Despite overwhelming opposition from the Kansas City parishioners neighboring the site, a plan for faith-based student housing was voted Wednesday to move forward to a final vote before the full city council July 23.
Young Voices: Clerical privilege has created the equivalent of a government safety net for priests while lay ministers walk the economic tightrope, minus the net.
Simply Spirit: What does closing a vital, solvent parish do to believers who have journeyed together over many years in good times and in bad?
Coal is not the only subject to give Catholic responsible investors pause. What about investing in companies that materially contribute to war? Or oil and gas? Or same-sex marriage?
Most of today's American Catholic parents don't go to Mass, but they do "have a relationship with God and pray for their family."
It has taken four years for the dream of the community to rebuild the tornado-damaged Cathedral High School in Springfield, Mass., to be realized.
Column: While most Catholic parishes have shifted to vacation mode, our Protestant brothers and sisters are preparing for one of their busiest weeks.
With the growing population of Hispanics, the Catholic church is faced with "an immense task," Boston College theology professor Hosffman Ospino told a San Antonio symposium.
"How do we evangelize, how do we hand on the faith that we have received to the next generation of Catholics that will be transforming the American Catholic experience in this century," he said.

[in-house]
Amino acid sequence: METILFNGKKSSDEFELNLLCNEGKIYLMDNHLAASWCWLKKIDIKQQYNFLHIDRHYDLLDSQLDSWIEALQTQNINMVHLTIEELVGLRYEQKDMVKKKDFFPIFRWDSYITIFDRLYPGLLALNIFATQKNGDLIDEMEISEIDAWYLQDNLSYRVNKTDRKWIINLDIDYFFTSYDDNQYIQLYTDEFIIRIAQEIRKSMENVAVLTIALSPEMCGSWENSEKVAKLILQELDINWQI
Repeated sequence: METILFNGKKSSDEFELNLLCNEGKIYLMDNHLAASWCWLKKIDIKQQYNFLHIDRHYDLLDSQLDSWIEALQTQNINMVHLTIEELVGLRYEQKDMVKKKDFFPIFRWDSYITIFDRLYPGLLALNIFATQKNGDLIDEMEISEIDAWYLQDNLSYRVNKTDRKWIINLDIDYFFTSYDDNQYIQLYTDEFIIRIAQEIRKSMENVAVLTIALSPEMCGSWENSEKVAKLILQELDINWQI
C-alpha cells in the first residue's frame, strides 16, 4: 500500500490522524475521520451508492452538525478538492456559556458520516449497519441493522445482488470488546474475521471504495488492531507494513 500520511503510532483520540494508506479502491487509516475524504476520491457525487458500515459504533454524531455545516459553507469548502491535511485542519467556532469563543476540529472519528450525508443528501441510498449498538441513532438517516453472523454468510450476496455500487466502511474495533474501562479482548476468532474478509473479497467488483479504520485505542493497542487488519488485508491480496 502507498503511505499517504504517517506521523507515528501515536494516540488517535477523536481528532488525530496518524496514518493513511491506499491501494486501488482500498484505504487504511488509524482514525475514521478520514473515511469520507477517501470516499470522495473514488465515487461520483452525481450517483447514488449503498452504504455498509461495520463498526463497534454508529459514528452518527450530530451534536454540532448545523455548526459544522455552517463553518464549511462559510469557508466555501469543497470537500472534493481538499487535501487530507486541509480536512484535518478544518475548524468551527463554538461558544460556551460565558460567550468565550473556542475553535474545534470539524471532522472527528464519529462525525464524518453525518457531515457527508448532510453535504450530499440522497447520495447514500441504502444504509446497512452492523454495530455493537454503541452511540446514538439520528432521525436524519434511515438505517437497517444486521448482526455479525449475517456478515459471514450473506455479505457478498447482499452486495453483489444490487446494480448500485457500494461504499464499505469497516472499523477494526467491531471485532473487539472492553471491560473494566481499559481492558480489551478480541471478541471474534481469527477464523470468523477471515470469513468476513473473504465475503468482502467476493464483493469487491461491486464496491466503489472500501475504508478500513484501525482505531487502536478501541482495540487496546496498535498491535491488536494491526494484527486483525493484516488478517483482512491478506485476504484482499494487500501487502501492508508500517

Seventh-day Adventists voted Wednesday not to allow their regional church bodies to ordain women pastors.
The vote at their 60th General Conference Session in San Antonio was 1,381 to 977. It was largely influenced by delegates from Africa and South America who often have more conservative views on women's ordination than Adventists in other regions.
The First Church of Cannabis filed a lawsuit Wednesday against the state of Indiana and city of Indianapolis, challenging state laws on possession and use of marijuana as infringing upon religious beliefs.
The complaint, filed in Marion County Circuit Court, contends that cannabis is the church's sacrament and its members believe marijuana "brings us closer to ourselves and others."
"We are taking legal action today to ensure love has no barriers in our land," said Bill Levin, Church of Cannabis founder, in front of the Indiana Statehouse.